Canadian record industry won't say what it wants

Michael Geist:
Last week, the Canadian Recording Industry Association appeared before the Standing Committee on Canadian Heritage with discussion that focused largely on copyright reform (media coverage of the appearance here). While copyright was the key issue, what was striking was CRIA's reluctance to actually specify what reforms it supports. That may sound unusual, but a review of recent public statements suggests that it is actually quite typical. In recent years, CRIA has become very reluctant to provide specific views on reforms, seemingly relying instead on the sort of backdoor, lobbyist-inspired meetings that are the talk of Ottawa.

The transcript has not been posted yet, however, a review of the unofficial transcript shows that CRIA President Graham Henderson provided no legal specifics in his opening statement. During questioning, he was repeatedly avoided responding directly when asked what his organization wants.

This is hardly the first time CRIA has avoided taking a public stand on specific copyright reforms. During last summer's copyright consultation, it was one of the only major copyright organizations that did not even bother with an individual submission.

Why does CRIA say virtually nothing specific about what it actually seeks? Based on lobbying records, perhaps it is because it saves its real comments for what takes place behind closed doors. There are 19 records of meetings for CRIA representatives with a wide range of government officials including Canadian Heritage Minister James Moore - the iPadLock Minister - from the period of August 2008 to February 2010 (or 19 entries over a 19 month period). Even the content of those meetings may be kept secret. A recent access to information request on a presentation by Barry Sookman on ISP exceptions in Bill C-61 to government officials in 2009 excluded virtually all substantive materials on the grounds that it "contains commercially valuable information."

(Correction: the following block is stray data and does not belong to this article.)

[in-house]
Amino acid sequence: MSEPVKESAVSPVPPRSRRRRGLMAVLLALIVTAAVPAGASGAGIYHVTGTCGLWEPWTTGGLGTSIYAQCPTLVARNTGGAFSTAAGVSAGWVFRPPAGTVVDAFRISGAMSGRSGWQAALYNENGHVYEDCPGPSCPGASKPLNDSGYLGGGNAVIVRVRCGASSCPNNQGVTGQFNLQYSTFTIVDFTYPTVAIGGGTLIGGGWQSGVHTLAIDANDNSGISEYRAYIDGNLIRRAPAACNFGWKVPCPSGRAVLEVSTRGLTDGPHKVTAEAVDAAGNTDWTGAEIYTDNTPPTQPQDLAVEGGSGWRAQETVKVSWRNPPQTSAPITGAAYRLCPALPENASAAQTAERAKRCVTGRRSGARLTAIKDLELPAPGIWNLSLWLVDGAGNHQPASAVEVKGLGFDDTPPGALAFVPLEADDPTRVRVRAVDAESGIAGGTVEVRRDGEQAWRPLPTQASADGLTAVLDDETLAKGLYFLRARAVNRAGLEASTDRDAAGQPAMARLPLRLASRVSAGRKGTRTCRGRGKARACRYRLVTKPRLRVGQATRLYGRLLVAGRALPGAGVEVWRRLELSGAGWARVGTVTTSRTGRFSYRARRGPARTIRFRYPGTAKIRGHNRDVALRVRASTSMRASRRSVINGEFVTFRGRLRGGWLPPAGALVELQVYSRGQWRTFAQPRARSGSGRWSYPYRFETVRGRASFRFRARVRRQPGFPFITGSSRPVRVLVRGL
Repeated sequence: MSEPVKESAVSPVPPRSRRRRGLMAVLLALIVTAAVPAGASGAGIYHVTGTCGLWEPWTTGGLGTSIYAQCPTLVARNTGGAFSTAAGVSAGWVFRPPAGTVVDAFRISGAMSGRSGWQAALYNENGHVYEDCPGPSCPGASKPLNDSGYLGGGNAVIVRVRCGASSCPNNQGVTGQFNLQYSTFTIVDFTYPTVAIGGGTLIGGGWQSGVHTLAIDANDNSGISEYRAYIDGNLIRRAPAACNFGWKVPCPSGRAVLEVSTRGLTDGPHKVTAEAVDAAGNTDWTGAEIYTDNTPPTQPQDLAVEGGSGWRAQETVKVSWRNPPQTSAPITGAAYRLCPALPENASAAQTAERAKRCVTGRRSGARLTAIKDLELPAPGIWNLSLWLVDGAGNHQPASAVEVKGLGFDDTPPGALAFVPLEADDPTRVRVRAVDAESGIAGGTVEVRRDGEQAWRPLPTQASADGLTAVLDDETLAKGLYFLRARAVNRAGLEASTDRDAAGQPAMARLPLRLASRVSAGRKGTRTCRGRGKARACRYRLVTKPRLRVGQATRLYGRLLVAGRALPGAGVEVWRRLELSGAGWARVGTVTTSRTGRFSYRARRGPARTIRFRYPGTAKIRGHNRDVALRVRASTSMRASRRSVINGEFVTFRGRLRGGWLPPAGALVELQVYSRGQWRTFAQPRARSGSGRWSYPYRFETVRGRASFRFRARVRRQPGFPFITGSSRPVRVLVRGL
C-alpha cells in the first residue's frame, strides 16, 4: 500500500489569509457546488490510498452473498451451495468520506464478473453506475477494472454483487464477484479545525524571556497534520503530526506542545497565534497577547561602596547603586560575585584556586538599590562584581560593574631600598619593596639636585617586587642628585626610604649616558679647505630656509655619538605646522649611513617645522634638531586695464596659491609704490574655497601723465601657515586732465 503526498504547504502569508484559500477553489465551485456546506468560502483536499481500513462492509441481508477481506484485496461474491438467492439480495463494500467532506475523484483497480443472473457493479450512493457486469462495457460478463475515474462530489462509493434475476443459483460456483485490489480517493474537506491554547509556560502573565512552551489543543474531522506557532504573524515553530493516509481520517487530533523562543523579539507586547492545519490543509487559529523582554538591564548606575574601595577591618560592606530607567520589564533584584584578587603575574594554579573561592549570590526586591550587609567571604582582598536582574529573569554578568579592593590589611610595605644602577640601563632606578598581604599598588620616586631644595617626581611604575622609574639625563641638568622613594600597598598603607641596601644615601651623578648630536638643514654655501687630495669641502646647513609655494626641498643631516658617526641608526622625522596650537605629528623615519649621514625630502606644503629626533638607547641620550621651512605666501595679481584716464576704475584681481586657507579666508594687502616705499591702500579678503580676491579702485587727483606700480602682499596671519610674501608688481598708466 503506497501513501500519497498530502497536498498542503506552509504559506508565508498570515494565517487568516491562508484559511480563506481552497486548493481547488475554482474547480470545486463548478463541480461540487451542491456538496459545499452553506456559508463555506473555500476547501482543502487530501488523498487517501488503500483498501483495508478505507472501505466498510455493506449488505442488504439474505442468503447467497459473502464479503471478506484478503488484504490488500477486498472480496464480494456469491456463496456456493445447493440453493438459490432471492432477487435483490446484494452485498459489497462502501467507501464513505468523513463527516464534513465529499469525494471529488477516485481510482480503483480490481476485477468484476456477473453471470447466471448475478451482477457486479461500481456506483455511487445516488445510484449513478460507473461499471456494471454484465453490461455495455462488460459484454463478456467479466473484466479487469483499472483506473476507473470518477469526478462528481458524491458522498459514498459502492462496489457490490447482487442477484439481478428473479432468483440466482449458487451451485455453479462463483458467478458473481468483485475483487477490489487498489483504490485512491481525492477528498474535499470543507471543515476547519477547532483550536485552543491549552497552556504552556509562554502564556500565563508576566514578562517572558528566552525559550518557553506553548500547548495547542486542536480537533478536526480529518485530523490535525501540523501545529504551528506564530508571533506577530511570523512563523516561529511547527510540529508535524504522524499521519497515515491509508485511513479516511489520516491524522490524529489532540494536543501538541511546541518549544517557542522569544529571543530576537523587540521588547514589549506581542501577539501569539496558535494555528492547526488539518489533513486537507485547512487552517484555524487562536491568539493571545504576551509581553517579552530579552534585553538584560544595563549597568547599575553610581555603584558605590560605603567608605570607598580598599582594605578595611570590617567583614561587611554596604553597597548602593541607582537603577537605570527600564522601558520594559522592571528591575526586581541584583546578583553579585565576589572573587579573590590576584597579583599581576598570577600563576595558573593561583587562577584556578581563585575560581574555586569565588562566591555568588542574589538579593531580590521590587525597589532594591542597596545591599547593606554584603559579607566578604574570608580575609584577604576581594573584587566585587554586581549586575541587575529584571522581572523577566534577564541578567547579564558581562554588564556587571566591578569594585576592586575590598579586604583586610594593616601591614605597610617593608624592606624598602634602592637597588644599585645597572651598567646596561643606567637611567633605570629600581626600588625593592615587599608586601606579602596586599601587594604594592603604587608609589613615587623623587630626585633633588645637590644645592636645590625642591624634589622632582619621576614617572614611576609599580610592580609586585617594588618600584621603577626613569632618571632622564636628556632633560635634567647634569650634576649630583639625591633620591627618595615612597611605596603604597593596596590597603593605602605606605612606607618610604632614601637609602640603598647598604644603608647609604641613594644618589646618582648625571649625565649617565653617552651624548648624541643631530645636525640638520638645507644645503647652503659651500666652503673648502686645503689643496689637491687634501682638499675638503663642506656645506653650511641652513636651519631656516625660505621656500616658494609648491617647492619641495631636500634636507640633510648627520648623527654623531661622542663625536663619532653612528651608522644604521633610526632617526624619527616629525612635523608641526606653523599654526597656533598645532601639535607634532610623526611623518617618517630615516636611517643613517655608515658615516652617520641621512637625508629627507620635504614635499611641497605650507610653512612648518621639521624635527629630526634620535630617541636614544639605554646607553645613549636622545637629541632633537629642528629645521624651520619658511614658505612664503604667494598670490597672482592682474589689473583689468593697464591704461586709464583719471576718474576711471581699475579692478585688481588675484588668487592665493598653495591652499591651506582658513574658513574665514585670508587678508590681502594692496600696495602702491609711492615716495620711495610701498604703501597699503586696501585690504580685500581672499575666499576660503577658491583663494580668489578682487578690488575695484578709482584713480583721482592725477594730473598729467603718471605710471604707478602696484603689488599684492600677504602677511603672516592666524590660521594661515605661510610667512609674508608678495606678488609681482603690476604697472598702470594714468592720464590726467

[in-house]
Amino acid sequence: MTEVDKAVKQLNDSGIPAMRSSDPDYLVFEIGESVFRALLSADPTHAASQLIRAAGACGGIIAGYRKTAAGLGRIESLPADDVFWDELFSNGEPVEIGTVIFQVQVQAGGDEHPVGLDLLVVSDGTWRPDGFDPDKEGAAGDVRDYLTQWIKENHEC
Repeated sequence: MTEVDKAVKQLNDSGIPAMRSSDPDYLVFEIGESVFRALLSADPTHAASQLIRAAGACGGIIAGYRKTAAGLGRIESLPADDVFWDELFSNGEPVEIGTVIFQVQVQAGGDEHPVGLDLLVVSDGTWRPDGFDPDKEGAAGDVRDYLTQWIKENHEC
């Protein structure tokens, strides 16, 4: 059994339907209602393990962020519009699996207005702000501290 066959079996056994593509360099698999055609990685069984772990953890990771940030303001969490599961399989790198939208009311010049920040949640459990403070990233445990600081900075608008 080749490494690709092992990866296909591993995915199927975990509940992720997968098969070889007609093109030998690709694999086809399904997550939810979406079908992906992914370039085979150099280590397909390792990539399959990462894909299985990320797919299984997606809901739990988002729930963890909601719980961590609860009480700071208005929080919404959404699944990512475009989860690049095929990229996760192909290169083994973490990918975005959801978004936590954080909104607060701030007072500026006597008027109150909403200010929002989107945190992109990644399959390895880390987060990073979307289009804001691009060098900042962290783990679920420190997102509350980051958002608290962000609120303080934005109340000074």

Why Is CRIA Reluctant To Provide Public Specifics About Copyright Reform?


  1. For people that are so concerned about “commercially valuable information” they are quite public about how many billions they are loosing due to piracy.

  2. A wise man once said:
    You can’t always get what you want, but sometimes… you get what you need.
    I think we should call for suggestions on what the CRIA needs.

  3. A friend of mine reissued blues recordings from the 1920s and 1930s and was prepared to pay royalties if any of the singers ever turned up and pressed a claim. I don’t know that he ever had to do that. Sales were to a pretty narrow market of collectors.
    I saw him at the post office one day. He said, “Records had a hundred year run. That’s pretty good.”
    A longtime friend just issued an album without going through a record company. For a flat one time fee and no percentage of sales, a company makes the entire album and individual cuts available on the usual download sites. Times change, get over it.

    1. My father has been involved in helping get old music re-issued on CD before it is lost forever. As I understand it, everything recorded on 78’s is in public domain.

      Of course those laws may be a changin’…

  4. Does Canada have any sort of ‘government in the sunshine’ laws which make meetings between lobbyists and government officials public record?

  5. The last I heard, CRIA only represents PART of the Canadian record industry.

    In November of last year This Magazine reported that 30% of the Canadian music industry was made up of true Independents who had entirely bypassed the big media corporations that make up the CRIA.

    Pay indie artists and break the music monopoly — Legalize Music Piracy

    Among other things, many artists have realized independent production means they don’t have to give up their control of copyright to CRIA companies now that they can distribute their own wares online.

    CRIA only represents SOME of the Canadian recording industry.

  6. I wasn’t referring purely to a matter of copyright. My friend was more interested in providing some compensation to performers who probably realized little or none when the record was first made.
    Two old time blues fans would send postcards to general delivery in towns throughout the south in search of long vanished performers. One day they got a response that was for real. They couldn’t pack their recording gear into their car quickly enough.

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